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Am J Clin Oncol. 2015 Dec;38(6):583-7. doi: 10.1097/COC.0000000000000002.

Outcomes of Definitive Radiation Therapy for Primary Vaginal Carcinoma.

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Departments of *Radiation Oncology †Obstetrics and Gynecology ‡Division of Hematology & Oncology, College of Medicine, University of Florida, Gainesville, FL.



The aim of this study was to review treatment and outcomes of patients with primary vaginal cancer treated with definitive radiotherapy.


We retrospectively reviewed medical records of 71 patients with primary vaginal adenocarcinoma or squamous cell carcinoma treated with definitive radiotherapy with at least 2 years of follow-up (median follow-up, 6.24 y).


Ninety-three percent of patients were treated with external-beam radiotherapy plus brachytherapy (median dose, 7540 cGy); 4 patients with stage I disease and 1 patient with stage II disease were treated with brachytherapy alone (median dose, 6000 cGy). The cause-specific 5- and 10-year survival rates, respectively, were 96% and 96% for stage I patients, 75% and 68% for stage II patients, 69% and 64% for stage III patients, and 53% and 53% for stage IVA patients. The 5- and 10-year local-regional control rates for all patients were 79% and 75%, respectively. The 5- and 10-year distant metastasis-free survival rates for all patients were 87% and 85%, respectively. Sixteen patients had tumors involving the distal one third of the vagina. Of the 7 who received elective inguinal node irradiation, 0 failed in the inguinal nodes. Of the 9 who did not receive elective inguinal node irradiation, 2 failed in the inguinal nodes. Severe complications (grades 3 to 4) occurred in 16 patients (23%).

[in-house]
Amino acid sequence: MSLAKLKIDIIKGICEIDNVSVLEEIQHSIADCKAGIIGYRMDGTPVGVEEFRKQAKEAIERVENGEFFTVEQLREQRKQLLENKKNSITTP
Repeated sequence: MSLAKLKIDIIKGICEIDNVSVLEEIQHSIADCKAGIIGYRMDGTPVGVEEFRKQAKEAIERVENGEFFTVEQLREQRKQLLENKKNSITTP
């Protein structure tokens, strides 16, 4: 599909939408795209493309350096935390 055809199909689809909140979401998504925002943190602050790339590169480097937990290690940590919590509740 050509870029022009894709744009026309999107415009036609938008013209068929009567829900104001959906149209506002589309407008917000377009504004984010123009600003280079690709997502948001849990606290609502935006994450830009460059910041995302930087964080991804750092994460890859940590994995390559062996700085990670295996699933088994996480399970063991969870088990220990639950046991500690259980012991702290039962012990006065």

Radiotherapy provides excellent results as definitive treatment for primary vaginal cancer, although the risk of severe complications is high. Generally, treatment should consist of both external-beam radiation therapy and brachytherapy. Inguinal nodes should be irradiated electively when the primary tumor involves the distal one third of the vagina.

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